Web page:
Thursday, June 27, 2013

Book Review: Lolita, by Vladimir Nabokov

Four stars out of Five.

Set in post-War United States, this story recounts the obsession of a European immigrant with adolescent girls, and Lolita in particular. Nabokov writes in the first person as the protagonist Humbert Humbert is awaiting trial for pederasty and murder. The account is a memoir of Humbert as he pursues the affection of Lolita the daughter of his landlady, taking the girl on a cross-country trip, engaging in illicit behavior and eventually the murder of her paramour.

I read this book because it’s on nearly every list of the best books of the 20th century and I had no idea what to expect.  In order to make a fair judgement since the topic is beyond controversial I purposely read no formal reviews of the book prior to starting. The book is almost beyond description.

On the one hand, the primary theme-- pedophilia-- is a contemptibly bad notion to incorporate as the primary topic of an entire novel, but Nabokov seems to have purposely chosen such a theme for the challenge of constructing a readable full-length novel on a tough subject. He succeeds in spades.

Nabokov exhibits his mastery of language, playing with words and phrases to entertain the reader, which is quite impressive given that Lolita is his first novel written in English, a language he learned as an adult.  Nabokov expounds on the difference between European continental lifestyle versus the United States middle-class style. Darkly comical, Humbert relates his opinion of the fatuity and lack of couth in America, all while engaging in the most vile acts imaginable.

Nabokov uses this novel as a vehicle to mock psychiatry and psychoanalysis. Humbert misleads psychiatrists and, just for fun, consciously confirms their biases toward unproven hypotheses about psychopathology. Another theme is the ease with which Humbert, a good-looking man of means, can easily skirt laws and conventions of behavior by virtue of his appearance.

Much of the book traces the travels of Humbert and Lolita across the United States by car, making this a road story of sorts. He describes the people and places from Connecticut through the Midwest and mountains and out to California.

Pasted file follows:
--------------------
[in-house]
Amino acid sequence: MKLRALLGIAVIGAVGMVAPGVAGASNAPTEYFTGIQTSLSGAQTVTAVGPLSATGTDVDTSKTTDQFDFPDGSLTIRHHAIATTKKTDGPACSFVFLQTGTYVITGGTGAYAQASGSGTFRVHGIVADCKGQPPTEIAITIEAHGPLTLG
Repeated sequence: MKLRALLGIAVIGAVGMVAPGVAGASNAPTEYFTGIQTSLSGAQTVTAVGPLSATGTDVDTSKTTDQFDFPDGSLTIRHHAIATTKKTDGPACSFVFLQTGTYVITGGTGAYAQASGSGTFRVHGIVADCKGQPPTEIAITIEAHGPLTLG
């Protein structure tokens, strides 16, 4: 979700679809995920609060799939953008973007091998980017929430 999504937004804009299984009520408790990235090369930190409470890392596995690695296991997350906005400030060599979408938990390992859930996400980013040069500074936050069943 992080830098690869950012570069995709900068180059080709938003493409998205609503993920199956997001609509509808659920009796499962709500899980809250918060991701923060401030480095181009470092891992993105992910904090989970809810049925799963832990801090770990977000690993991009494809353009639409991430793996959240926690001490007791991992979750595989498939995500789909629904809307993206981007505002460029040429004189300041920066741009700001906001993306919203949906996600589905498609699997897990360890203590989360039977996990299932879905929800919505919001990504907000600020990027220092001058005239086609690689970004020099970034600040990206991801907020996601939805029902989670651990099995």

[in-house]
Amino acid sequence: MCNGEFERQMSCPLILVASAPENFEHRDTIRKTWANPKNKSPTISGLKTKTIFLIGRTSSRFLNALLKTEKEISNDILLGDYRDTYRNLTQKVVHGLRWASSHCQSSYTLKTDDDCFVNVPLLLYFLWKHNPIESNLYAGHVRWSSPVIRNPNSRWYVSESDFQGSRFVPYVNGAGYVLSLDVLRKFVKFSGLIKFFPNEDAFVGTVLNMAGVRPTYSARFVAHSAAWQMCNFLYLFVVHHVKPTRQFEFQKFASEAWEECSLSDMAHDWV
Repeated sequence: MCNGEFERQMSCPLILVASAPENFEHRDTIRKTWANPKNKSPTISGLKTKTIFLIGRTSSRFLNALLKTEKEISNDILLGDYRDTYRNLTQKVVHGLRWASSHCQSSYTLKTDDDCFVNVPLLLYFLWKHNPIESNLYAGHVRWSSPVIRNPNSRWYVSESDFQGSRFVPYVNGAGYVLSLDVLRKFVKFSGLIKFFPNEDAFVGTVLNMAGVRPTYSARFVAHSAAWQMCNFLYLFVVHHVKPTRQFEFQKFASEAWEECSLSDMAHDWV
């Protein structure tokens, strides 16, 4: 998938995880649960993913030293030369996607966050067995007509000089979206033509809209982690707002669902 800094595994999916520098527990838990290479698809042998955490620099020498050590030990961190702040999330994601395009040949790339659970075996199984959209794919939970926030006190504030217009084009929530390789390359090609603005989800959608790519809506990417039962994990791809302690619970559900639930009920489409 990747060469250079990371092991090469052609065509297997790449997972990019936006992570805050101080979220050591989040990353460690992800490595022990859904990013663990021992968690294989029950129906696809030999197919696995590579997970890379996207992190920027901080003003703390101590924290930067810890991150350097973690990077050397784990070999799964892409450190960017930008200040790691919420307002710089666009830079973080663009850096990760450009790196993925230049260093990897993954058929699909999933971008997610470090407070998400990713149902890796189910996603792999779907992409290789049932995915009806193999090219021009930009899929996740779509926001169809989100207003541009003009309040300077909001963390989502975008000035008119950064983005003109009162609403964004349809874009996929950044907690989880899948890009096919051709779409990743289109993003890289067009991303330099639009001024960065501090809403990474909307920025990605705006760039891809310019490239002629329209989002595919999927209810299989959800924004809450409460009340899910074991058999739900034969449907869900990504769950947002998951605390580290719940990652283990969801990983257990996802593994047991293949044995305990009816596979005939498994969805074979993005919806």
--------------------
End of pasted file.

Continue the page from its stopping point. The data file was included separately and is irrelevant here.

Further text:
Lolita, the novel, defies description. Nabokov seems to be attempting to make Humbert a sympathetic character but in the end Humbert becomes self-loathing, recognizing his flaws and the damage he has done to Lolita.

For the writing style and language this is among the best books written.   Recommended.


Hindi SMS said...

The first time when I heard about the book was when I was in school, but never had a chance to read it through, albeit in bits and pieces from the school library collection. Now after so many years reading and examining one of toughest novels like Lolita was quiet interesting. To be able to say that for the sake of love if one is wanting to demolishing one's own set of values, morals and the stated norms of love that one grew up feeling comfortable in is, strictly speaking, something of a no-no. Needless to say, it was no less than a struggle to deal with what the novel has to offer me. Above all else, Lolita is a deeply felt and a profound novel dealing with the controversial subject of illicit or illegal love: of a middle-aged literature professor Humbert Humbert obsessed with the 12-year-old lady by name Dolores Haze.

Naya Saal said...

Lolita is a classic by all means. Nabokov's language is beautiful and the story has a soul that compels the reader to empathise with the protagonist. The author has dealt with an unconventional and controversial subject with utmost dexterity. People who have a taste for great literature, especially from sexually conservative societies like India, must read this book.